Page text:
Here are some of the reasons why hVd words have been used in many studies:
1. Much research on vowel perception has been done on English, where vowels in this context form real words. Although some of these words are rarely used, they are at least still recognizable by most speakers. This simplifies an experiment setup.
2. /h/-onset words do not contain appreciable formant transitions from the initial consonant. /h/ is mostly a de-voiced version of the upcoming vowel sound, so the formants are essentially unchanged. With other consonants, there would be initial formant transitions that could affect vowel perception (there is some literature out there about this).
3. One of the most widely cited papers on vowel acoustics in English (Hillenbrand et al., 1995 in JASA) used hVd words, so comprehensive acoustic data is available for those who want to synthesize these words or compare them in some way. Additionally, the first author of that paper has made the recordings and measurements from that study available (on his website) for people to use, so it’s a ready-made set of sounds and data.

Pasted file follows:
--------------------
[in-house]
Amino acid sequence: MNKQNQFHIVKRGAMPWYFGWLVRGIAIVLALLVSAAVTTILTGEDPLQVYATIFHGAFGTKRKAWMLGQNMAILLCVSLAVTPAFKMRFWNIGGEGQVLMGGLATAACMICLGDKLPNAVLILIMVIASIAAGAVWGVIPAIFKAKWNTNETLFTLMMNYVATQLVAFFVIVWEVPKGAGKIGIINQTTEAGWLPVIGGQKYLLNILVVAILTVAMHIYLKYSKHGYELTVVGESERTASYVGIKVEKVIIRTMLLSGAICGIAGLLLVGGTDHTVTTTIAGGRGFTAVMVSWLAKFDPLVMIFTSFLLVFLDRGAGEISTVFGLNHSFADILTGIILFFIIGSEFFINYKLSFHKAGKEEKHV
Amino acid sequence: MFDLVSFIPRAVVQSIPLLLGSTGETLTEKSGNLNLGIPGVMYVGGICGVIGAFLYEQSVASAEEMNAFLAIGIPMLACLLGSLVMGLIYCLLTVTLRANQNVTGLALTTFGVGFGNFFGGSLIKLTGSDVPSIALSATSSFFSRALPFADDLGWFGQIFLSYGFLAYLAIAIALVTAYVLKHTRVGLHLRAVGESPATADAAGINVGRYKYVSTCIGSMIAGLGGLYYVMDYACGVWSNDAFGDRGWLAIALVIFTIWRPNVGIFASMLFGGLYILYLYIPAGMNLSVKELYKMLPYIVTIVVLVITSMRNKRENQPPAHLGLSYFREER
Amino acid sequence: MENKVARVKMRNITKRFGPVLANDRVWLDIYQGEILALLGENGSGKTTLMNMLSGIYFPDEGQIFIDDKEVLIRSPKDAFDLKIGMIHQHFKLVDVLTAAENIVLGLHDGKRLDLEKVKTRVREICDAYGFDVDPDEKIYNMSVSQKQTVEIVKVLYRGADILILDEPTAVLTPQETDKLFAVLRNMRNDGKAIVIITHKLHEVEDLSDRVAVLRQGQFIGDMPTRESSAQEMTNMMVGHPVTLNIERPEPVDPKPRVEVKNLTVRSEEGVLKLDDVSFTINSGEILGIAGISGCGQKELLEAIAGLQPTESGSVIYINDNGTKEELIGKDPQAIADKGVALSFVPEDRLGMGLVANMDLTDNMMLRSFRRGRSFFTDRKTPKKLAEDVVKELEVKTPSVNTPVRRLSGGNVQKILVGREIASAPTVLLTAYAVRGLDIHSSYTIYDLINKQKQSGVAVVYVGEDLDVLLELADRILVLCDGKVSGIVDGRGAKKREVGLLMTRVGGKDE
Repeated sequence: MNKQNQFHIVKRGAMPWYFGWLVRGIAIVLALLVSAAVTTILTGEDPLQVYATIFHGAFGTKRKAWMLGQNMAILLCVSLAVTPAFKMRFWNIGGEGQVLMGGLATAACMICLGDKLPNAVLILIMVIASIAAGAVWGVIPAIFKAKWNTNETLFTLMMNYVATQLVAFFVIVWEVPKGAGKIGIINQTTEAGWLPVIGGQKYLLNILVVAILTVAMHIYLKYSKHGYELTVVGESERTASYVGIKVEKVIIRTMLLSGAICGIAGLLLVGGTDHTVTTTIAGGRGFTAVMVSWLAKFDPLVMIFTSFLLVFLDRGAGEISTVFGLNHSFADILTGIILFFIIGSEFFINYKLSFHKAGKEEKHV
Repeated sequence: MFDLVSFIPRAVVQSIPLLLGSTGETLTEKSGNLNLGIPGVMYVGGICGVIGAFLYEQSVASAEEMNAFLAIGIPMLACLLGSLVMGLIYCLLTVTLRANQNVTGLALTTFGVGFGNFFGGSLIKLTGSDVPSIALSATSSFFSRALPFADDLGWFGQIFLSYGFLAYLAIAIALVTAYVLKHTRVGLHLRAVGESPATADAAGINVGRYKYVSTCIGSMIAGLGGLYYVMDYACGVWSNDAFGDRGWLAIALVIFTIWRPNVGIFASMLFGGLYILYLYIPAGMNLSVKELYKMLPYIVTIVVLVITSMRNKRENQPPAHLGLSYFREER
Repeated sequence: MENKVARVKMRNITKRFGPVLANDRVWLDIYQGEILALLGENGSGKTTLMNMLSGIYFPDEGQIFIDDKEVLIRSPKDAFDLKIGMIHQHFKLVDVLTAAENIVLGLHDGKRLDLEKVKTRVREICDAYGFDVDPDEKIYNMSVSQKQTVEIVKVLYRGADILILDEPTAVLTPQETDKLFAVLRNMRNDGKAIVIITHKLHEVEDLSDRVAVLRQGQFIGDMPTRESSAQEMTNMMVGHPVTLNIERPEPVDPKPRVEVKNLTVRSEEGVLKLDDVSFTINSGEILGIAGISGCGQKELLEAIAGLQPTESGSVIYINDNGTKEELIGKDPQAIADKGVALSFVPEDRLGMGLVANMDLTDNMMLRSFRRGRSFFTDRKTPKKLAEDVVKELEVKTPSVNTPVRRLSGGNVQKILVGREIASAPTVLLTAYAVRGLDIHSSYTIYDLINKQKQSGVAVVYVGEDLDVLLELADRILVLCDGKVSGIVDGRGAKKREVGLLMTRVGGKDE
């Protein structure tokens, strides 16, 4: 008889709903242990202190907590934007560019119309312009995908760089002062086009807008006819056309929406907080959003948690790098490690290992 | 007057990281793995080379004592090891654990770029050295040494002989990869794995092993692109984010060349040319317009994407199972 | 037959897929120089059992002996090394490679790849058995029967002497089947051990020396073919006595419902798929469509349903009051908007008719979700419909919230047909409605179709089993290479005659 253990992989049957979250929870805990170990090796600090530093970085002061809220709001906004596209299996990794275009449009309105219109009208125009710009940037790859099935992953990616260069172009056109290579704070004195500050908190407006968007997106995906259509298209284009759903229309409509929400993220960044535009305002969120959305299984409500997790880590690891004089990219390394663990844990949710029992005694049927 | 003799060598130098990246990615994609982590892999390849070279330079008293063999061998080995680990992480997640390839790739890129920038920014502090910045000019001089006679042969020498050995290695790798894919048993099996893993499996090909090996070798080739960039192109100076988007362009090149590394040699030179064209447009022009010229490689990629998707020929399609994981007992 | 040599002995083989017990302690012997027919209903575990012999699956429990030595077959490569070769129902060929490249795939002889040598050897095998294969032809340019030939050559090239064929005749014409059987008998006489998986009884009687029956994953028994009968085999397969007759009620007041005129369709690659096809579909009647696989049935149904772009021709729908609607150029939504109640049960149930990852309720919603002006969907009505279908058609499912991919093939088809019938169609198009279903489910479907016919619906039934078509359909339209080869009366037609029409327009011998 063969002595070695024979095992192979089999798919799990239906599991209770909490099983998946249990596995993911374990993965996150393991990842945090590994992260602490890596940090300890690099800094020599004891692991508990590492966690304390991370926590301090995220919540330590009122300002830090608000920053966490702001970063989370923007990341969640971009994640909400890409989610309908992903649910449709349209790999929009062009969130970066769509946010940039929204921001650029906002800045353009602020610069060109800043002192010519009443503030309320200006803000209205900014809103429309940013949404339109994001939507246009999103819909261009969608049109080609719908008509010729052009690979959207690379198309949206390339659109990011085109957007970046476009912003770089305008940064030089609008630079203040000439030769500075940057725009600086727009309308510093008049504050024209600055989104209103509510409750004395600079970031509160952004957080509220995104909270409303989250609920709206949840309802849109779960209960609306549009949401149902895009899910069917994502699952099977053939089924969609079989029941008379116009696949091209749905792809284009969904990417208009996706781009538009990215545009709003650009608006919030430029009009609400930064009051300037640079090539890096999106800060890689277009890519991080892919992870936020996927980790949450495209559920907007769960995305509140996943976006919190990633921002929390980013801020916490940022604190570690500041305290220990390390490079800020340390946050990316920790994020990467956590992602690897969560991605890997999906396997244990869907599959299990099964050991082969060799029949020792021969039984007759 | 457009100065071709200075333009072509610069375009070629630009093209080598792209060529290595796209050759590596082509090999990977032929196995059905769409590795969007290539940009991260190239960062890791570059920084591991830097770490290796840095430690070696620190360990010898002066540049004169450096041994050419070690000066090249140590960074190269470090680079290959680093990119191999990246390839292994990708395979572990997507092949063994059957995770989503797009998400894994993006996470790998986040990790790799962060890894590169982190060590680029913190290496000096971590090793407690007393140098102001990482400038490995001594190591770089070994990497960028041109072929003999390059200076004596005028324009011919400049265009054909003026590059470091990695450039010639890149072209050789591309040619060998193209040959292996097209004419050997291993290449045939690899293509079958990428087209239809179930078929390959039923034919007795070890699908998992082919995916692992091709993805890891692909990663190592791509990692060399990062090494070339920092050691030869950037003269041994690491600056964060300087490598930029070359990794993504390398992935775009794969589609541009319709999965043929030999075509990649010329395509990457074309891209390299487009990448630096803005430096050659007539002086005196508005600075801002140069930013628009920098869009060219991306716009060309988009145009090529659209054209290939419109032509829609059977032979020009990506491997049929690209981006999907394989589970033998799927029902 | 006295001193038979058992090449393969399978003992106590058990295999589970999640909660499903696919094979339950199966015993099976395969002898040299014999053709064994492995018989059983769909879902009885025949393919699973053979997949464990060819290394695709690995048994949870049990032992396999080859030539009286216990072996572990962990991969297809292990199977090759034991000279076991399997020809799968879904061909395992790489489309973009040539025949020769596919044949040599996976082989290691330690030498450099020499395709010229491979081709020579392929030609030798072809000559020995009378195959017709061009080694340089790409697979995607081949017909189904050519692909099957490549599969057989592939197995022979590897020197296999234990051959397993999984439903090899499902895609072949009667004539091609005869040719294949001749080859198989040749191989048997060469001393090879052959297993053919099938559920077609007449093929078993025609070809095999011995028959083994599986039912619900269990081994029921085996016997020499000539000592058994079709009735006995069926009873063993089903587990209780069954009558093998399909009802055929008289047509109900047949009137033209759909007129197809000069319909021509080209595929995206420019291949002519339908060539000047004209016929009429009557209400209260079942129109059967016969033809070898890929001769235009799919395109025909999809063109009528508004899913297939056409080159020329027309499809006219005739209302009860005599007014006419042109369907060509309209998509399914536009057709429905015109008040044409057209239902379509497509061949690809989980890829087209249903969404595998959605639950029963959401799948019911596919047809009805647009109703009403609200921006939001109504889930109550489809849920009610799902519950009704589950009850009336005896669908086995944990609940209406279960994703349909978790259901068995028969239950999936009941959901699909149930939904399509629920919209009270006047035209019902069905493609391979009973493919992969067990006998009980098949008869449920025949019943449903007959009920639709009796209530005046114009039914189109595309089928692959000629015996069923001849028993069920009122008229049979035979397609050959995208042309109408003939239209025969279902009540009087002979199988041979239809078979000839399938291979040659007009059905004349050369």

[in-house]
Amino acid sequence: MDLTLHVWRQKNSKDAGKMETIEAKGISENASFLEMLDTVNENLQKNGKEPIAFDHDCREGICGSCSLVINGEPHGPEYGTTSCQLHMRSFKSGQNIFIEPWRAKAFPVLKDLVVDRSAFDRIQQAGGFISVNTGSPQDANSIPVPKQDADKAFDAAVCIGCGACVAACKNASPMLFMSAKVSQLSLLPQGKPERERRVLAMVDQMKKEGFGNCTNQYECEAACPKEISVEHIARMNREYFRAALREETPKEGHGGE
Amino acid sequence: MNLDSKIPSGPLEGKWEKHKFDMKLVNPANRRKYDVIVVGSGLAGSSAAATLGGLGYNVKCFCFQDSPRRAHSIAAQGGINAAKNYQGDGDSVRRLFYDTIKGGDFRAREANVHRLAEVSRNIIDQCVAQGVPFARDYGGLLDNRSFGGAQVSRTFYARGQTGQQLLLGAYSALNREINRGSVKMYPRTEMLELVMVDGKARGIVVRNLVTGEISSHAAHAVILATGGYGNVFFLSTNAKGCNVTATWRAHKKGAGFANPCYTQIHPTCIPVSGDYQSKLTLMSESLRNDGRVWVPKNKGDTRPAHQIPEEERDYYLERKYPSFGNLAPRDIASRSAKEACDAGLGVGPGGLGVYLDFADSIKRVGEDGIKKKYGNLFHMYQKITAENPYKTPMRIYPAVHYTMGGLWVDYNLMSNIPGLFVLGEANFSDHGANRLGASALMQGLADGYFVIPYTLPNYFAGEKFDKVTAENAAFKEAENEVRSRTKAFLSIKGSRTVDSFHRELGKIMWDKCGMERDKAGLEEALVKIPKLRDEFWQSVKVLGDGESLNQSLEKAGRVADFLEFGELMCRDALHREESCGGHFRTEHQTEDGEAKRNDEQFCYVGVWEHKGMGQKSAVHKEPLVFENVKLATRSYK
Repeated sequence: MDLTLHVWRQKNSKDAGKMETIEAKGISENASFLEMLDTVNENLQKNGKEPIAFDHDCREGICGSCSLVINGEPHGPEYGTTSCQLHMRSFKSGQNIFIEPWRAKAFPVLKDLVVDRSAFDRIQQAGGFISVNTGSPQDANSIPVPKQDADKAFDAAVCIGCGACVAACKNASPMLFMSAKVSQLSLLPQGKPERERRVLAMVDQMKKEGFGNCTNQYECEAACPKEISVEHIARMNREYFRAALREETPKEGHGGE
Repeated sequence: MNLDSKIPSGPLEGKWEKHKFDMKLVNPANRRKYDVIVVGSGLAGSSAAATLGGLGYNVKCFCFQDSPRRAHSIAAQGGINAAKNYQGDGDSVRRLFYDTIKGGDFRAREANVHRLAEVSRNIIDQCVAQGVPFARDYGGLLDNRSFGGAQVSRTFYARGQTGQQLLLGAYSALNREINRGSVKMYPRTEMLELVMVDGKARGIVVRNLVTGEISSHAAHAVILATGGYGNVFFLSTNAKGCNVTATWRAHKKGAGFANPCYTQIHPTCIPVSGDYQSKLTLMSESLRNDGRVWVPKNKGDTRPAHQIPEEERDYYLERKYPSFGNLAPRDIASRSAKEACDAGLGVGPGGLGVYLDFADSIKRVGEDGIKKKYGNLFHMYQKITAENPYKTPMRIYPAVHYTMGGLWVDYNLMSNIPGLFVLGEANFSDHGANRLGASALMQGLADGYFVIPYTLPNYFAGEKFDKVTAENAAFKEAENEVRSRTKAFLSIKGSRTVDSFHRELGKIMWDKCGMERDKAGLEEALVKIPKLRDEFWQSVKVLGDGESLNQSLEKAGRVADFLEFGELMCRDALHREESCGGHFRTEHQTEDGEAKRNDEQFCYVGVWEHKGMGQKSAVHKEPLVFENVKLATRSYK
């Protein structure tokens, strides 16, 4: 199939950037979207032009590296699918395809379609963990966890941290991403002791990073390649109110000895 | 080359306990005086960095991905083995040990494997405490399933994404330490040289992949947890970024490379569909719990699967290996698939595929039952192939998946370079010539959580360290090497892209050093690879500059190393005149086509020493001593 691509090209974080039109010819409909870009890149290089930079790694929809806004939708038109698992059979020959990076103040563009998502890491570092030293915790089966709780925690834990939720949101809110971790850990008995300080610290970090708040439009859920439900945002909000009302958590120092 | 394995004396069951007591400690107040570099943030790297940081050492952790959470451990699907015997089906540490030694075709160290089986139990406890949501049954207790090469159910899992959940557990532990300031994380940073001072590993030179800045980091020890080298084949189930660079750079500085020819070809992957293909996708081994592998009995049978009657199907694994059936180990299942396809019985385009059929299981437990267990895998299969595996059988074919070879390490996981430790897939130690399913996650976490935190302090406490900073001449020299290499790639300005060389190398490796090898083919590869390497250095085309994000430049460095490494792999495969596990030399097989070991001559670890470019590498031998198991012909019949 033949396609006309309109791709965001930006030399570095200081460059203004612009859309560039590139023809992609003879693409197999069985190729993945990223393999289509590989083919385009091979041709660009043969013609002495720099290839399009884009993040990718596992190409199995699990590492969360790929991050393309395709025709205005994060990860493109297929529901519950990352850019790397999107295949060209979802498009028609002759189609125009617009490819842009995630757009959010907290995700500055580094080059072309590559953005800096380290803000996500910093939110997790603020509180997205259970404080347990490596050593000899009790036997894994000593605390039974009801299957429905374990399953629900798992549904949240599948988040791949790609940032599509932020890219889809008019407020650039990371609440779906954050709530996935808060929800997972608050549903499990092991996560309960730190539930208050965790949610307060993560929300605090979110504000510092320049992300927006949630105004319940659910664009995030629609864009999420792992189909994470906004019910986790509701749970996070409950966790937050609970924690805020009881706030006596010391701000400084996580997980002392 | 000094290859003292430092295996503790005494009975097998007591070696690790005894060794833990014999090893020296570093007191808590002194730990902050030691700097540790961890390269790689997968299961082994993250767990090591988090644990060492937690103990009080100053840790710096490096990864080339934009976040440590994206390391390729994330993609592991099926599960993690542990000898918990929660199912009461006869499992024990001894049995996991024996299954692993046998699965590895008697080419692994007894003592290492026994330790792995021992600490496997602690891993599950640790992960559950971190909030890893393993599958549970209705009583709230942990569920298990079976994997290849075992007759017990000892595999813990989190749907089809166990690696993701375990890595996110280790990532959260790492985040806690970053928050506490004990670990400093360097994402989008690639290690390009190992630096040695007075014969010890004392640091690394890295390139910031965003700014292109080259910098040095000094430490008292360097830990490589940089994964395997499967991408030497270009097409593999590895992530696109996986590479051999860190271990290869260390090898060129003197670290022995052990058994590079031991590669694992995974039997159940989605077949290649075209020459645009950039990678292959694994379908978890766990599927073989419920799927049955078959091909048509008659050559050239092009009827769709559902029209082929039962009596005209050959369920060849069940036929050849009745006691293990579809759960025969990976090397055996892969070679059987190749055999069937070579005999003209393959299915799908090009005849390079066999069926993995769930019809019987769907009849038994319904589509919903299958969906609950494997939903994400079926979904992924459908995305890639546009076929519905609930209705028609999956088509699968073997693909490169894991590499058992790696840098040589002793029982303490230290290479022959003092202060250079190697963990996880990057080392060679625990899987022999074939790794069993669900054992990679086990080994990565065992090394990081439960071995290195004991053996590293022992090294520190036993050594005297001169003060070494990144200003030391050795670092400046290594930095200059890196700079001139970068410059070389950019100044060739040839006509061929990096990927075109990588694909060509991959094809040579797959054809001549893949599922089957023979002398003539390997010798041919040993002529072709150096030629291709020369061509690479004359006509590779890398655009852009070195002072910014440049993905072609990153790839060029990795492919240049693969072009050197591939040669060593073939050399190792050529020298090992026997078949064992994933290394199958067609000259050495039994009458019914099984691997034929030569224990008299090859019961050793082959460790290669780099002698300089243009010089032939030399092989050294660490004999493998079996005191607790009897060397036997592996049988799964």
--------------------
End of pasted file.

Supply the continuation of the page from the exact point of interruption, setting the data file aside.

There are probably other more technical reasons for using these words (as well as disadvantages, such as potentially not capturing the characteristics of “short” English vowels that come before voiceless sounds), but these are the first that spring to mind.
I would appreciate your help on the following question.
Q. In many of the vowel perception experiments, researchers have studied vowel perception in /hVd/ context. Why the vowel perception is studied in this (/hVd/) context? While studying vowel perception what other contexts can be used? And what are the difficulties that may be faced in other contexts (if any)?
Thank you so much in advance,